Thursday, February 13, 2003

Review - 2 Foot Yard

Artist: Carla Kihlstedt

Posted on Thu, Feb 13, 2003 at 4:00 AM

Although violinist Carla Kihlstedt's background -- in Tin Hat Trio, Sleepytime Gorilla Museum and various other San Francisco avant-garde groups -- would logically lead you to assume "2 Foot Yard" to be a nail-biting journey into cacophonous composition, the reality is that it sweeps through too many stylistic incarnations to be so easily classified. Less a true solo album than the recorded debut of "2 Foot Yard," an on-and-off trio featuring cellist Marika Hughes (who's played with Tin Hat, as well as other notables like Mr. Bungle) and bicoastal multi-instrumentalist Shahzad Ismaily, this album is nonetheless Kihlstedt's show, as she is definitely the primary composer and musician. Playing four different string instruments (including zither), as well as melodica, accordion and bass harmonica (!), Kihlstedt also keeps a firm hand on the stylistic rudder of "2 Foot Yard," having written pretty much every note. Certainly, her string-section adventurousness gets a full airing, and many of the songs -- the brief, frenetic harmonies of "Flash Flood," the achy, string-twisting "No One Nicer" are of particular note -- are dense with dynamic daring.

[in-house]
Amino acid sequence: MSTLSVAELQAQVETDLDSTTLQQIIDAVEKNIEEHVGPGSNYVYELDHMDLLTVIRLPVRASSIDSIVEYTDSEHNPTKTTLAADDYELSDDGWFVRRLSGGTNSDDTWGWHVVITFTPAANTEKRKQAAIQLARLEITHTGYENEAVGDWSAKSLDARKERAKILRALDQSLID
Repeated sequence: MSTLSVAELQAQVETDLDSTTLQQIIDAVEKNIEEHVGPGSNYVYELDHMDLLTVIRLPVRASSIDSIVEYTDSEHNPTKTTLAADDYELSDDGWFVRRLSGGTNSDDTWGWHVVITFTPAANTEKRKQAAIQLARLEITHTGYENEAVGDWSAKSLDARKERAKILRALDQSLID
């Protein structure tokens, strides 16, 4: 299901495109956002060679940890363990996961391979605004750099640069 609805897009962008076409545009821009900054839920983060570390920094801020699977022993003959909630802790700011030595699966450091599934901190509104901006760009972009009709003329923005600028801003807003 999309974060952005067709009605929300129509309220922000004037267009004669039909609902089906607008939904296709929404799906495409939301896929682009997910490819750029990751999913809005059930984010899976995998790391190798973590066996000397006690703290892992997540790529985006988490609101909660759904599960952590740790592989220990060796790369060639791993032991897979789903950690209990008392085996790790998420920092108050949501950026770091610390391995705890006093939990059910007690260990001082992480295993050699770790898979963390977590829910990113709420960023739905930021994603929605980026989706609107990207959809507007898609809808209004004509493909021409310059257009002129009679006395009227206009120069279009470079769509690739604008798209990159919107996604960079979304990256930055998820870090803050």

Since Kihlstedt seldom hews toward traditional structures in her songs, it goes without saying that she often ignores typical ideas of melodic/harmonic beauty. Yet, whether it's the delicate, Miranda Sex Garden-does-Weill tale of "Trampolina," or the raunchy, po-mo, Waits-style poetry of "Peel," "2 Foot Yard" is certainly imbued with its own unique sense of perfection. No track here defines that as much as the atmospheric dirge that is "50 Miles." Loosely based on '30s gospel preacher F.W. McGee's "Fifty Miles of Elbow Room," Kihlstedt elegantly recasts the from-the-pulpit rawness of the original into a thing of starkly ethereal grace. With its truly original instrumentation, "2 Foot Yard" evokes similar chicks-with-fiddle records like those from Geraldine Fibbers or Lisa Germano. But while those artists are generally ensconced within pop parameters, Kihlstedt is in an entirely different realm. With her thoroughly exceptional approach, she has crafted a disc that is monumentally more engaging and audacious than anything she could have created as an "avant-garde" artist. This is absolutely essential listening.


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